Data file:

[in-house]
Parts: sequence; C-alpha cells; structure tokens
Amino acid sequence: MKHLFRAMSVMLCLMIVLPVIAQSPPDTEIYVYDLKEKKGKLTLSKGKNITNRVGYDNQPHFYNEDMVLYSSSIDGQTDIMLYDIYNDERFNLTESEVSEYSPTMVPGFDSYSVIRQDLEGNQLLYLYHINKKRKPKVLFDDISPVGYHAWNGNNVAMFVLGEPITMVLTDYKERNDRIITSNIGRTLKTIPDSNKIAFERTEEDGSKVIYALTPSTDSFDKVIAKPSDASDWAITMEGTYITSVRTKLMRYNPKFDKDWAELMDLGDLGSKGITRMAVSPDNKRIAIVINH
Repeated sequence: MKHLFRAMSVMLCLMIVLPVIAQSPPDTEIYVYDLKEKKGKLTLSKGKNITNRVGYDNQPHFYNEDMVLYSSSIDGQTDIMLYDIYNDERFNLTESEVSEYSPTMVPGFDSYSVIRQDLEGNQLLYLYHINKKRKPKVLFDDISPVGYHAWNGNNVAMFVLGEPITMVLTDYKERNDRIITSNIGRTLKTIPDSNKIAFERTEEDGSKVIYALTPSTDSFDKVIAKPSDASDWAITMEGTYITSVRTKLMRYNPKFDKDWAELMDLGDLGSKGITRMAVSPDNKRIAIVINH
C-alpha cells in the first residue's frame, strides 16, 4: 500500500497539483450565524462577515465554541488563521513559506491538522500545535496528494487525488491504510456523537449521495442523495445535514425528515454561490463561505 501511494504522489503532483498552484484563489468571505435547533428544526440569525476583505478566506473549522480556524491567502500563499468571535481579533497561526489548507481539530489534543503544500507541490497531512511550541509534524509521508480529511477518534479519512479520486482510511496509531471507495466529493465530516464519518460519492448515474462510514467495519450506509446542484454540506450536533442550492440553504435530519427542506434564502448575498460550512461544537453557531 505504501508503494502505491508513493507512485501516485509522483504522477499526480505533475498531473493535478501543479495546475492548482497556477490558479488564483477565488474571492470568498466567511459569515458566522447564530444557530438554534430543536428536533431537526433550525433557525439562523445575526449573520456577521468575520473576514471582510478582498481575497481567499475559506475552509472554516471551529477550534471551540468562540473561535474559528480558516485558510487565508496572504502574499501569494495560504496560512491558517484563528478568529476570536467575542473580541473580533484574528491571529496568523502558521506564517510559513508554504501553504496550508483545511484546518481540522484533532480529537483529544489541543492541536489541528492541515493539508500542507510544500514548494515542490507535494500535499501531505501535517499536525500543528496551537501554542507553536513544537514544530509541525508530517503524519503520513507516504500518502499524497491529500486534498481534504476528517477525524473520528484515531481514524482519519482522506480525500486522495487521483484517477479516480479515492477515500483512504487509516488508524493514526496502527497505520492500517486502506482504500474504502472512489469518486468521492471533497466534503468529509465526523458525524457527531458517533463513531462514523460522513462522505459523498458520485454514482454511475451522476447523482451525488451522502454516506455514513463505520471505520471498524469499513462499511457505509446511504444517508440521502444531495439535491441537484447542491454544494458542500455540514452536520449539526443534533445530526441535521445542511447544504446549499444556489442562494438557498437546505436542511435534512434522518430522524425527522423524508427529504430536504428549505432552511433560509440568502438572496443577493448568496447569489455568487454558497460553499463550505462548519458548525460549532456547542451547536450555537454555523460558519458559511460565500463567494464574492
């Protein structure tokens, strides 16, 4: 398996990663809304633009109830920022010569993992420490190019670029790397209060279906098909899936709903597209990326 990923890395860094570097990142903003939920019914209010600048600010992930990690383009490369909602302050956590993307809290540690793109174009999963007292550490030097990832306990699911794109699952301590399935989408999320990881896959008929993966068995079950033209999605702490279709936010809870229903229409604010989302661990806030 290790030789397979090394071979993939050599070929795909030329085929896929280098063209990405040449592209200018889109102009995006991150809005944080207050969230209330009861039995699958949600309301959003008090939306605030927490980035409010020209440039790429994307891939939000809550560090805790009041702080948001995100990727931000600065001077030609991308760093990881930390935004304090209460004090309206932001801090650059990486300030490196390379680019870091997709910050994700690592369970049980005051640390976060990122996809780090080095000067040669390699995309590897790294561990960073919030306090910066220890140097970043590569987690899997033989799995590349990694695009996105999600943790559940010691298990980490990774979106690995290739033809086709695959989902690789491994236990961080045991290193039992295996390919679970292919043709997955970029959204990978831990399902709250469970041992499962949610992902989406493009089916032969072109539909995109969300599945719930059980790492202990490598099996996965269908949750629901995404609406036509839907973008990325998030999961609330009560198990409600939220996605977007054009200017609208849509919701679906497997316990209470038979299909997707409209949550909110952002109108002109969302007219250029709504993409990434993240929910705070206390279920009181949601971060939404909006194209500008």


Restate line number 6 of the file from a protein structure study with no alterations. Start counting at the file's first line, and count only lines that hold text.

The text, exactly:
């Protein structure tokens, strides 16, 4: 398996990663809304633009109830920022010569993992420490190019670029790397209060279906098909899936709903597209990326 990923890395860094570097990142903003939920019914209010600048600010992930990690383009490369909602302050956590993307809290540690793109174009999963007292550490030097990832306990699911794109699952301590399935989408999320990881896959008929993966068995079950033209999605702490279709936010809870229903229409604010989302661990806030 290790030789397979090394071979993939050599070929795909030329085929896929280098063209990405040449592209200018889109102009995006991150809005944080207050969230209330009861039995699958949600309301959003008090939306605030927490980035409010020209440039790429994307891939939000809550560090805790009041702080948001995100990727931000600065001077030609991308760093990881930390935004304090209460004090309206932001801090650059990486300030490196390379680019870091997709910050994700690592369970049980005051640390976060990122996809780090080095000067040669390699995309590897790294561990960073919030306090910066220890140097970043590569987690899997033989799995590349990694695009996105999600943790559940010691298990980490990774979106690995290739033809086709695959989902690789491994236990961080045991290193039992295996390919679970292919043709997955970029959204990978831990399902709250469970041992499962949610992902989406493009089916032969072109539909995109969300599945719930059980790492202990490598099996996965269908949750629901995404609406036509839907973008990325998030999961609330009560198990409600939220996605977007054009200017609208849509919701679906497997316990209470038979299909997707409209949550909110952002109108002109969302007219250029709504993409990434993240929910705070206390279920009181949601971060939404909006194209500008």